Marvel’s Ant-Man (opening on July 17) is good for what it is. These Marvel movies for Disney are comic book-based movies, and this resembles a classic comic book, with exaggerated lines and all, especially during the first half. It’s an original and tightly drawn plot about a thief’s redemption. With proper exposition, for a change, it’s as enjoyable as 2008’s Iron Man.
Things get fragmented, fast and predictable in the second half and this is not a young kid’s movie as scenes include profanity and disturbing deaths. But Ant-Man is a light movie about keeping perspective and it’s better than the recent Avengers picture. Look for Avenger Anthony Mackie (Black or White) and Marvel man Stan Lee.
The three main characters are Hank Pym (Michael Douglas, Last Vegas), his daughter Hope (Evangeline Lilly, The Hurt Locker) and Paul Rudd (Admission) in the title role. Pym invents a way of miniaturizing man, his daughter may be in on the plans and Rudd’s ex-convict burglar Scott Lang is recruited to conduct a live experiment on assignment to stop the bald, swaggering villain (Corey Stoll, Ernest Hemingway in Midnight in Paris) that aims to make the worst of the new discovery. The conflict plays out in corporate boardrooms and laboratories.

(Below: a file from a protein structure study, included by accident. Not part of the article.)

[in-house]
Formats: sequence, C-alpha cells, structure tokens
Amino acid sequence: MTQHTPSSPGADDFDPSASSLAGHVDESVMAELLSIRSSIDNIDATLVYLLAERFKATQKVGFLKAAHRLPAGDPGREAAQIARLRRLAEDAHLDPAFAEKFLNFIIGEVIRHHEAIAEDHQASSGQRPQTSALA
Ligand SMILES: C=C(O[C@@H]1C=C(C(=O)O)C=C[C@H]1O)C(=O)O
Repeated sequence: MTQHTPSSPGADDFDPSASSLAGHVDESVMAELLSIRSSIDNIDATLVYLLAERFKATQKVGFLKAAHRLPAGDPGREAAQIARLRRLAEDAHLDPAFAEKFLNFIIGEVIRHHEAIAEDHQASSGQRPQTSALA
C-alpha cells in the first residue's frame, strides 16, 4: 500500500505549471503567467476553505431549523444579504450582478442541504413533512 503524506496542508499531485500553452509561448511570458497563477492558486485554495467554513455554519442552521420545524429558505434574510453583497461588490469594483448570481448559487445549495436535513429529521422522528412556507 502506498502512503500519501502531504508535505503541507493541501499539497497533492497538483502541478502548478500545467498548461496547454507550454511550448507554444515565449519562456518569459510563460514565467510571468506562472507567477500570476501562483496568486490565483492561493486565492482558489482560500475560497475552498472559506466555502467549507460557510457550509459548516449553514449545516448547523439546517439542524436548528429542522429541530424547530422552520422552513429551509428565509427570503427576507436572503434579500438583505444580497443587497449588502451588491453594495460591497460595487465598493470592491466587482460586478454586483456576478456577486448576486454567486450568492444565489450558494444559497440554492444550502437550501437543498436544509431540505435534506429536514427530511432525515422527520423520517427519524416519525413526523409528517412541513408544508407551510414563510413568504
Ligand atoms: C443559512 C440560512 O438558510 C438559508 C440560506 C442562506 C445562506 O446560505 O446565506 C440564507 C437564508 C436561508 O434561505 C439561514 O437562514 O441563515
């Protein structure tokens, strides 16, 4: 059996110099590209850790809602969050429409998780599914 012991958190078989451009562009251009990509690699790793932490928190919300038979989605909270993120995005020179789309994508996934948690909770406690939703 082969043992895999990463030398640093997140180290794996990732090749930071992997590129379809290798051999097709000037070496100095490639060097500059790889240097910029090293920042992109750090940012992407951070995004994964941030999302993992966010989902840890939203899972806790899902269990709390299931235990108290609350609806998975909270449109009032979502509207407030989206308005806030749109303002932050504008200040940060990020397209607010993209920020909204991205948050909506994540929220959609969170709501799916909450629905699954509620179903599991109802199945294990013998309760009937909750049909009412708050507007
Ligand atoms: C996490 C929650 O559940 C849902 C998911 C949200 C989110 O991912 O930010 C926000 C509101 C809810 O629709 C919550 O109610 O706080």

Aside from father-daughter storytelling arcs and Pym’s reclamation of an invention which rightfully belongs to him—he explains that he “hid it from the world”—the plot is plain. Action moves at a steady clip when it’s engaged. Ant-Man’s deployment, based on Lang wearing a suit and applying thought and technology that makes him the size of the insect and able to be skillful, agile and fast in commandeering other ants, comes at the expense of Lang’s redemption, largely due to a trio of clownish criminal cohorts. With Michael Pena (Lions for Lambs) doing a version of a Joe Pesci character, lines and scenes are broad. But this is a movie called Ant-Man, after all. Cartoonish comes with the deal.
With his geek, gee-whiz persona, Rudd’s fine in the role and Lilly is very good at measuring her performance in what could have been a flat character (despite a wig or hairstyle that makes her look like a cross between Swing Out Sister’s lead singer and Lee Grant in Airport ’77). Lilly’s character bridges Ant-Man‘s gaps, which should have been filled by Rudd as Lang. Veteran Douglas gets more screen time than expected and he’s good, too. This is pure popcorn fare, really matinee material at best, with glimpses of a more daring movie in scenes such as Ant-Man literally emerging from a groove into an electronic dance music scene as mindless as an acid-tripping hippie and a military-industrial complex scenario out of Starship Troopers. Audiences that become animated over everything Avengers will probably rave on Ant-Man, too, which offers coherent, light, witty escapism.